Outreach aims to curb outbreaks of COVID with support network
Volunteers focus on creating security, safety in areas of higher transmission
Officials say they're encouraged by the number of residents in northeast Calgary accessing bolstered COVID-19 supports but say it's “too soon to tell” whether emergency aid is reducing transmission of the deadly virus.
The UCP government unveiled new outreach programs in mid-december for 11 communities in Calgary and Edmonton dealing with high rates of COVID-19 infections, including upper and lower northeast Calgary.
The area represents about 34 per cent of total infections and active cases in the city as of Monday.
Anila Lee Yuen, CEO of Centre for Newcomers, said local agencies that partnered with the province have been working tirelessly to provide support and interventions to limit the spread of COVID-19.
“Access to information is the No. 1 piece. Then it's helping people with all of the other things that are going to potentially prevent them from isolating, which is `how am I going to feed my family? How am I going to pay my rent so my kids aren't on the street,' ” said Lee Yuen.
“If you don't have those first three basic things — accurate access to plain language information and then food and income security — then it's really difficult for anybody to be able to adhere to COVID-19 safety standards.”
Premier Jason Kenney said there are unique barriers in these communities when compared to the general population, such as employment in public-facing and higher-risk jobs, higher-density living arrangements and large newcomer populations that face English language barriers.
Lee Yuen said 17 non-profits in Calgary are offering support for northeast residents, ranging from culturally appropriate food hampers and COVID-19 information in multiple languages, to mental-health and employment support.
Following the government announcement on Dec. 15, volunteers went to work to create hampers filled with hand sanitizer, masks and flyers in multiple languages, said Community and Social Services Minister Rajan Sawhney. They were given to residents within two days.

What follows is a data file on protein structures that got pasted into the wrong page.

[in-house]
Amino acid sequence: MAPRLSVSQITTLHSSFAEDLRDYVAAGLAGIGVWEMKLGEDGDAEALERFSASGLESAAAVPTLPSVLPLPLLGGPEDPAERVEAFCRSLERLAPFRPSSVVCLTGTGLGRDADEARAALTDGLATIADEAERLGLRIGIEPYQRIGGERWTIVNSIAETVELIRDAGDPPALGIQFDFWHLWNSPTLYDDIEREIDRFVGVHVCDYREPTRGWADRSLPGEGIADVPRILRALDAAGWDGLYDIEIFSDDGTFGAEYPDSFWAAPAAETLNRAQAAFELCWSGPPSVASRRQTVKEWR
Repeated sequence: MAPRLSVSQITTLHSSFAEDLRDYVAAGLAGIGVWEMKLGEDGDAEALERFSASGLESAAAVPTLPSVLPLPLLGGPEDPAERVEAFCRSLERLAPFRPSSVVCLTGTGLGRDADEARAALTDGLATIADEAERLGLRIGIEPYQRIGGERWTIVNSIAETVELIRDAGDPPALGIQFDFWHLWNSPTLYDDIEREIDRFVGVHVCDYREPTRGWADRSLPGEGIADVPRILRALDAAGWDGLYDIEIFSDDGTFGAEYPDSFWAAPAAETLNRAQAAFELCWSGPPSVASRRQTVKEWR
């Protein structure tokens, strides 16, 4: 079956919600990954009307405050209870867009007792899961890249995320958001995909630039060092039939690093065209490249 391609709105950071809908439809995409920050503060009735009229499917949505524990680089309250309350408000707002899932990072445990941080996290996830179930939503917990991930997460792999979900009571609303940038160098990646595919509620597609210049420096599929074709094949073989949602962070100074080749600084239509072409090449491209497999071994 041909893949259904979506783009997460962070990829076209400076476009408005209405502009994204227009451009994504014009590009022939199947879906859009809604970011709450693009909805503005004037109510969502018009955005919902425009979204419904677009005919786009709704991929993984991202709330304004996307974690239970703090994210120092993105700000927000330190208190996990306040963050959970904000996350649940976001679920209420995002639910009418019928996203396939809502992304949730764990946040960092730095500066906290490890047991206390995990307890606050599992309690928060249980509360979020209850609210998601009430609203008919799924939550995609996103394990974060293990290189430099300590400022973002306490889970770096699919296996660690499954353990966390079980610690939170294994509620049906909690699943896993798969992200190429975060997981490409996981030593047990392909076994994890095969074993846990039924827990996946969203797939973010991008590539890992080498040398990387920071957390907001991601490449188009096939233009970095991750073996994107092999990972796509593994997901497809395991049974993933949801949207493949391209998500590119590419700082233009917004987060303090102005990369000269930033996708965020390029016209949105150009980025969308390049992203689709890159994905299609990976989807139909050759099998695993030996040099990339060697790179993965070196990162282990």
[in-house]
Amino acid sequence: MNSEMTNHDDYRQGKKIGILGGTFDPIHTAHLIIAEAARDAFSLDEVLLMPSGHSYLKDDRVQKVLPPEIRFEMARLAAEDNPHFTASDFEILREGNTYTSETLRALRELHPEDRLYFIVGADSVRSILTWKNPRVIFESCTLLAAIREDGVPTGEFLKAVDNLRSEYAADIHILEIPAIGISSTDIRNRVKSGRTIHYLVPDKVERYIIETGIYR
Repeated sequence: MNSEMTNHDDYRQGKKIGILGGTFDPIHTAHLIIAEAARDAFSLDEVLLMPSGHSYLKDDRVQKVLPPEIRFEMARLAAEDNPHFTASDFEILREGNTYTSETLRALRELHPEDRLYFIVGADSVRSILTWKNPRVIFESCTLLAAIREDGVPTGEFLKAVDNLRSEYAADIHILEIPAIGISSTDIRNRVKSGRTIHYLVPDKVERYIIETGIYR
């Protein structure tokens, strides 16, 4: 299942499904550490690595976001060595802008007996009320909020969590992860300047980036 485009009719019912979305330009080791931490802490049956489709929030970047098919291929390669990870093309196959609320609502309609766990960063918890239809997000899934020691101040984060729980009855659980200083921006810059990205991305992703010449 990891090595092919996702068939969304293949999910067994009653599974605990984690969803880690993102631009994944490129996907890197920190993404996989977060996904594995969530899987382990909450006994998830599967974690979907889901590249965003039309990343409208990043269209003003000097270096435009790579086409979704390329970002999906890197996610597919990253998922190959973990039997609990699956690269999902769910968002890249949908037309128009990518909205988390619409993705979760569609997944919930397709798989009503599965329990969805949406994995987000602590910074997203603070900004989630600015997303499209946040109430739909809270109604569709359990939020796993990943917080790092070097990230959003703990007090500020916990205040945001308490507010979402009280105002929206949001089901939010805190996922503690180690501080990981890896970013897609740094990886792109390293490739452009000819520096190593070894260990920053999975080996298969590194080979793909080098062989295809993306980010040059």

Through the holidays, community organizers packed boxes for vulnerable northeast residents, including those isolating or with family isolating away from home, with culturally appropriate food and necessities such as diapers.
Lee Yuen said they served about 1,000 residents over a 10-day period. Meanwhile, many residents sought support through the tollfree aid line — at 1-833-217-6614 — where they were referred to appropriate agencies to help with things such as translation, transportation and self-isolation hotels.
“I'm exhausted like everyone else is … but it really feels like a huge burden has been lifted when you're not having to do everything by yourself, when there are so many other capable, intelligent, well-put-together organizations that are willing to work with you without competition,” she said.
Sawhney said all of these services help break the chain of transmission because people can isolate at home or in self-isolation hotels without worrying about food or income security, for example.
“We're going in the right direction,” she said, but “in terms of what the impact is going to be on numbers, it is going to be hard to isolate these supports from the new public health measures.”
There is also concern that Alberta could see a similar increase in cases related to Christmas gatherings as was seen following Thanksgiving and Halloween. Sawhney said it will be at least two weeks until it is known how enhanced COVID-19 measures affect new cases and transmission in northeast Calgary.
The province did not provide updated numbers on self-isolation hotel admissions by publication.
However, Sawhney said there was less demand than expected in December, which she attributes to people staying at home over the holidays.
Only those who have completed self-isolation in dedicated hotels are eligible for financial aid through the province, meaning only a few, if any, have been able to apply so far. The province was unable to provide numbers.
Sawhney said the government could have done better in communicating what supports were available to residents during the pandemic before announcing a round of new outreach programs this month, but “the value of looking in the rear-view mirror is to understand what you can do better as you move forward.”
She said the province will determine if additional supports are required if COVID-19 spread remains high in the province's hardest-hit communities in the weeks to come.